Tuning Mesoporosity in Cross-Linked Nanostructured Thermosets via Polymerization-Induced Microphase Separation

Morgan W. Schulze, Marc A. Hillmyer

Research output: Contribution to journalArticlepeer-review

26 Scopus citations


Using the synthetic approach of polymerization-induced microphase separation (PIMS), we prepared cocontinuous and cross-linked nanostructured monoliths from bulk polymerizations of styrene and divinylbenzene (DVB) in the presence of polylactide macro-chain-transfer agents (PLA-CTAs). The resulting monolithic precursors were converted to cross-linked mesoporous materials following hydrolytic degradation of the PLA domain, the morphology and porosity of which were characterized through a combination of small-angle X-ray scattering, scanning electron microscopy, and nitrogen sorption experiments. This report highlights the concept, functionality, and limitations of PIMS for the generation of mesoporous materials through variation of reaction parameters found to strongly influence the porous properties of the matrix: the cross-linker-to-monomer ratio, reaction temperature, molar mass and mass fraction of PLA-CTA, and the reactivity of the DVB isomer. Increases in the cross-linker-to-monomer ratio (≥40 mol % DVB) induced formation of smaller mesopores within the matrix in addition to the principal pore mode largely defined by the molar mass and mass fraction of the PLA-CTA. Higher reaction temperatures and the increased relative reactivity of the p-DVB isomer are shown to influence the matrix integrity, ultimately achieving surface areas as high as 796 m2 g-1 using 8 kg mol-1 PLA-CTA. In combination, these parameters suggest methods to circumvent limitations of pore collapse associated with concomitant reductions in the molar mass of PLA-CTA.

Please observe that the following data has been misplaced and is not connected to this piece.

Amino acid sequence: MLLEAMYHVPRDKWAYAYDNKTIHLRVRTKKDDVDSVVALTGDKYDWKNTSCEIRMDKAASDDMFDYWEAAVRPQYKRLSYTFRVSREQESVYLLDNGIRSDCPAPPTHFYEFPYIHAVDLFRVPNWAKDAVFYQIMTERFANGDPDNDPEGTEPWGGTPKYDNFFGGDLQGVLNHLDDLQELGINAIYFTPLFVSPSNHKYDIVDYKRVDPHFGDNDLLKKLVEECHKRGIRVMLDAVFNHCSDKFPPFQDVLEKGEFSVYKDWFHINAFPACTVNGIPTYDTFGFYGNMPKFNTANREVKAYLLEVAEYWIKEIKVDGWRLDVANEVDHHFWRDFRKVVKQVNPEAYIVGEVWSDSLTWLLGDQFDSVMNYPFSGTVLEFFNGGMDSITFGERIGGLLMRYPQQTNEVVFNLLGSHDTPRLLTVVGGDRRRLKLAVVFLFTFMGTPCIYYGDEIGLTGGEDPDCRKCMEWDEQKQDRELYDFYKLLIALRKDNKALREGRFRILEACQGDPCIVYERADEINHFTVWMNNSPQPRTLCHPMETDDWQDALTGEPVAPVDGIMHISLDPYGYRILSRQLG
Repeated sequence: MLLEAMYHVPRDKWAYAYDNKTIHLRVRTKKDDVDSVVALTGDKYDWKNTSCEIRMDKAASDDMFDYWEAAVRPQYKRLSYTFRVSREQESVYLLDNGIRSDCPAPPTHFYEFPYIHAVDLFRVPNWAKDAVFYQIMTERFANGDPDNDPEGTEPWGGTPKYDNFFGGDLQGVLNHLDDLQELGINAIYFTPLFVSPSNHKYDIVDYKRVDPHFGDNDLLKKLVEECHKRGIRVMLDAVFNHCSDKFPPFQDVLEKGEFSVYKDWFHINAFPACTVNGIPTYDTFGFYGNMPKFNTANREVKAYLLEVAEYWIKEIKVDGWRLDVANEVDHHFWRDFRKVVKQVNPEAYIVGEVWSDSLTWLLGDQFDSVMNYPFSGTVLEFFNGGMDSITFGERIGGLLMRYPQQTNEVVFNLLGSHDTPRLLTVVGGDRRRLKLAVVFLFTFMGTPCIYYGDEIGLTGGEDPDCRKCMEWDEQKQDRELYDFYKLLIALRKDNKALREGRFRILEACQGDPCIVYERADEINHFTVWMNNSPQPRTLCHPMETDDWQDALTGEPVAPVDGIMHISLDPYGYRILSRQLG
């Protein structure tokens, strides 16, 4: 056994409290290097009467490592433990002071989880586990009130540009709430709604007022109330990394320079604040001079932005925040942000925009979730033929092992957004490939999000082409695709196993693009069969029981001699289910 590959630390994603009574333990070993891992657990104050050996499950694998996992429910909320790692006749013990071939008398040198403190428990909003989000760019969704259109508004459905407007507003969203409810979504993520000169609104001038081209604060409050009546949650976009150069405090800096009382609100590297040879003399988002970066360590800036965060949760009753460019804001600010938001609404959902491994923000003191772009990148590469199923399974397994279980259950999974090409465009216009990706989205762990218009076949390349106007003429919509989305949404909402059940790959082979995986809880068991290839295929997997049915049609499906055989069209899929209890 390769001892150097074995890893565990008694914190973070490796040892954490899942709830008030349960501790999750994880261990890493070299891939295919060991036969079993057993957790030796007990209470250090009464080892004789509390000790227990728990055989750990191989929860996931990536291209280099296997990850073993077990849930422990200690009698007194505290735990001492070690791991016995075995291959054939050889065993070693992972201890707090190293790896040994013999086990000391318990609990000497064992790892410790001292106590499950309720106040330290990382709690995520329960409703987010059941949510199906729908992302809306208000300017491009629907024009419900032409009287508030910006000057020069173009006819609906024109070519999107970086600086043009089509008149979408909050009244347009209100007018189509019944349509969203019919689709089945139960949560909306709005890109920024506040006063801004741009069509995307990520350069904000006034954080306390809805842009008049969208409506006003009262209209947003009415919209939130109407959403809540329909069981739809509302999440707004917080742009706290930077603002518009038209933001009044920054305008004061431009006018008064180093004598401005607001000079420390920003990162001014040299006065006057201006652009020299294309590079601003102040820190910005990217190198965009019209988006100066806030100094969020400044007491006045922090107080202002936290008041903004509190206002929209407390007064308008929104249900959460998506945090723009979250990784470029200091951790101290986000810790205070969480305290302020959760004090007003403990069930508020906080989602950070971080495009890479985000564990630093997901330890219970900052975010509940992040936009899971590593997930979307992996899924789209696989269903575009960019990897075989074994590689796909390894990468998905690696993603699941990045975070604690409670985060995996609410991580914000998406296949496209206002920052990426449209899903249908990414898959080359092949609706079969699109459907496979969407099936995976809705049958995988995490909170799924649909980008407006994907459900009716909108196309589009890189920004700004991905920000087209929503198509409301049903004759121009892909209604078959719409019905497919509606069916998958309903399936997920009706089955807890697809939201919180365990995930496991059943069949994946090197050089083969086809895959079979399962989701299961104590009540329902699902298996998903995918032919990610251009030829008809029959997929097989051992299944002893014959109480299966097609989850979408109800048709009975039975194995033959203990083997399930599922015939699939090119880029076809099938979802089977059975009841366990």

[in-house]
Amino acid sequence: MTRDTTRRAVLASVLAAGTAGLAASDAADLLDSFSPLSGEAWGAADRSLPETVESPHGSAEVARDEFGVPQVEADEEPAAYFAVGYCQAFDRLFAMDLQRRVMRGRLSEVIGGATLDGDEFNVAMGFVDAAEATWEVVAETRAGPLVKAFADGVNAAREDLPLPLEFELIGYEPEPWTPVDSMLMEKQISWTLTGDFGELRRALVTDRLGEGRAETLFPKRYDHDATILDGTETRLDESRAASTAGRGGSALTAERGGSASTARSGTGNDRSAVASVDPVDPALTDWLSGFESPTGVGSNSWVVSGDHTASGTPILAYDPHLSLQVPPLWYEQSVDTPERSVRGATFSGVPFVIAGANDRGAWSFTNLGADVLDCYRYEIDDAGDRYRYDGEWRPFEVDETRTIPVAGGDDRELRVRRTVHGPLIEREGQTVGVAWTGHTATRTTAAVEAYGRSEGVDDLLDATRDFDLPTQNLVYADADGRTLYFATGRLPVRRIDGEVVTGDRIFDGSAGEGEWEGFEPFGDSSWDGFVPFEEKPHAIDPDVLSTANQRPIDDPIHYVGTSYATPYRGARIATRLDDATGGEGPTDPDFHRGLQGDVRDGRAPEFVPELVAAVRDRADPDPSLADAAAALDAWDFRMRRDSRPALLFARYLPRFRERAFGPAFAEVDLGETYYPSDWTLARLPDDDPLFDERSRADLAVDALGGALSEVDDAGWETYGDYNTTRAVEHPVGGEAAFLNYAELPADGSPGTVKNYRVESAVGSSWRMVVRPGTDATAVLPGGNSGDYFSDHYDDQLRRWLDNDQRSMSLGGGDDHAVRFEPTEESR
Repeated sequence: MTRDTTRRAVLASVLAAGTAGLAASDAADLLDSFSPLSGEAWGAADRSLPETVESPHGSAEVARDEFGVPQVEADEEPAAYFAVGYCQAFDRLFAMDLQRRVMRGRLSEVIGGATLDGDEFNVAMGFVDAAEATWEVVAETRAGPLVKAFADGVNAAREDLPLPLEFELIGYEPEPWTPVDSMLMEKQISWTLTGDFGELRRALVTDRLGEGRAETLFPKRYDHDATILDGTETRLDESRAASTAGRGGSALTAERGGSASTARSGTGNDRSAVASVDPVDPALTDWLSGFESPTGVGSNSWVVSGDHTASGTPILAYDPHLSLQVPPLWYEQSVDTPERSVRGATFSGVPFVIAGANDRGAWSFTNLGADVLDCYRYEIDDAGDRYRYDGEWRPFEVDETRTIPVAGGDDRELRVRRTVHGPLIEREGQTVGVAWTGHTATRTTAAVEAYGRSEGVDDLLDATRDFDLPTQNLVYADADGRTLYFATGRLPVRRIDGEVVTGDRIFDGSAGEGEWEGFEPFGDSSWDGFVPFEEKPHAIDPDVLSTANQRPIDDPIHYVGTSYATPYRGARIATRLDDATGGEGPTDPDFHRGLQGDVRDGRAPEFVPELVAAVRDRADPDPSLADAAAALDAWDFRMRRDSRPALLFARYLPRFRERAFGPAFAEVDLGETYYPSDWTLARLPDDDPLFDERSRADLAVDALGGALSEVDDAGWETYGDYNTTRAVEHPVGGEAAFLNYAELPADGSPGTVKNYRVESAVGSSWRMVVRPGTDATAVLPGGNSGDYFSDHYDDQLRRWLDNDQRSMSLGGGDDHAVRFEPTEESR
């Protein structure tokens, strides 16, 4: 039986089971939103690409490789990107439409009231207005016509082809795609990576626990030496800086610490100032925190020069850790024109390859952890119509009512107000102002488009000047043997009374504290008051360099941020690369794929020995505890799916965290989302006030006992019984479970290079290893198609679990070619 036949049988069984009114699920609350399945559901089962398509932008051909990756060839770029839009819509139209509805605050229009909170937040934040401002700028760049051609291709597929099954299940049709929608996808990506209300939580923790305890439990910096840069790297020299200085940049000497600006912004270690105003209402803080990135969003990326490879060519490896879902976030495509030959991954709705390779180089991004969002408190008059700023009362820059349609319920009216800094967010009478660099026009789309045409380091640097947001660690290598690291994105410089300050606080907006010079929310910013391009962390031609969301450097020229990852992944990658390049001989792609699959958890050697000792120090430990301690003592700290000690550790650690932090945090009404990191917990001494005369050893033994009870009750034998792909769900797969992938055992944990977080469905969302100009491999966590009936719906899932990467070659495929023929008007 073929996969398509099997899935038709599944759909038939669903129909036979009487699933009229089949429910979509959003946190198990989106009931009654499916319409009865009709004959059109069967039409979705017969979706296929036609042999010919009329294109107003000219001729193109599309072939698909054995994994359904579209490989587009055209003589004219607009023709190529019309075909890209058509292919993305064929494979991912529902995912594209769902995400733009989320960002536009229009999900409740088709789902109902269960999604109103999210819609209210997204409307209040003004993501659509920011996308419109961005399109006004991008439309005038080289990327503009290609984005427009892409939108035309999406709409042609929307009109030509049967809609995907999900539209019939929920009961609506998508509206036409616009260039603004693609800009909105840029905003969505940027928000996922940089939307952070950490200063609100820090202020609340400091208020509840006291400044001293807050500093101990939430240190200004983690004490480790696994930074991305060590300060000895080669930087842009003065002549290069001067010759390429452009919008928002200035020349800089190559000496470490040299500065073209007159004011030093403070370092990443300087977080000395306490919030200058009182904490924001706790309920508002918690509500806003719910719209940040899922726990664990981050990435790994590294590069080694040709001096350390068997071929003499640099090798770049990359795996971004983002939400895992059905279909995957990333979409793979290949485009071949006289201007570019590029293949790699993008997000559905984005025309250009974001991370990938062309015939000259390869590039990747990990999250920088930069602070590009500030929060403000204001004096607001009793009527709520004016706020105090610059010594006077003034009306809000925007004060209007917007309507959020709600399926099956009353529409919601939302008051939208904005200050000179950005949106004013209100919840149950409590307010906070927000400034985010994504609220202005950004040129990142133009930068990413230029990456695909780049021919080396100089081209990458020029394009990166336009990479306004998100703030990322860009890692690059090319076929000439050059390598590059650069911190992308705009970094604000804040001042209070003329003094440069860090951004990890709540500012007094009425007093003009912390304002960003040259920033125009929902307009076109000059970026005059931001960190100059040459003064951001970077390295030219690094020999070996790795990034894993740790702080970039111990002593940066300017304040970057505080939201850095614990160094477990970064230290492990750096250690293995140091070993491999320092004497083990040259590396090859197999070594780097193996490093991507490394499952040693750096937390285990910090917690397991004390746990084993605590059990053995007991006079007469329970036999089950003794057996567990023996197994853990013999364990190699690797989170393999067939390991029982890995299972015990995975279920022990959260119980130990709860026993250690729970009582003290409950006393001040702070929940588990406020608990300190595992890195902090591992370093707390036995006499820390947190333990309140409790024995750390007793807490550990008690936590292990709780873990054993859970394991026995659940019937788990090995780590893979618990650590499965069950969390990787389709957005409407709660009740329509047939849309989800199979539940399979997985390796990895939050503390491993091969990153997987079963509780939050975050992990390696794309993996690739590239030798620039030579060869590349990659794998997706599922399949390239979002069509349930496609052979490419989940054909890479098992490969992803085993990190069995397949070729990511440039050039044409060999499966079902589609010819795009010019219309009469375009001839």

Original languageEnglish (US)
Pages (from-to)997-1007
Number of pages11
Issue number3
StatePublished - Feb 14 2017

Bibliographical note

Funding Information:
This work was supported by the National Science Foundation (DMR-1609459). The authors thank Stacey Saba, Dr. Jonathan Hollinger, and Dr. Michael Larsen for helpful input and Dr. Justin Bolton for synthesis of the RAFT agent. Portions of this work were performed at the Advanced Photon Source (APS), Sector 5 (DuPont?Northwestern?Dow Collaborative Access Team, DND-CAT) and Sector 12. DND-CAT is supported by E.I. DuPont de Nemours and Co., The Dow Chemical Company, and Northwestern University. Use of the APS, an Office of Science User Facility operated for the U.S. Department of Energy (DOE) Office of Science by Argonne National Laboratory, was supported by the U.S. DOE under Contract No. DE-AC02-06CH11357. Parts of this work were carried out in the College of Science and Engineering (CSE) Characterization Facility, University of Minnesota, which receives partial support from NSF through the MRSEC program. The Hitachi SU8320 SEM of the CSE Characterization Facility was provided by NSF MRI DMR-1229263.

Publisher Copyright:
© 2017 American Chemical Society.

How much support was provided by MRSEC?

  • Shared

Reporting period for MRSEC

  • Period 3

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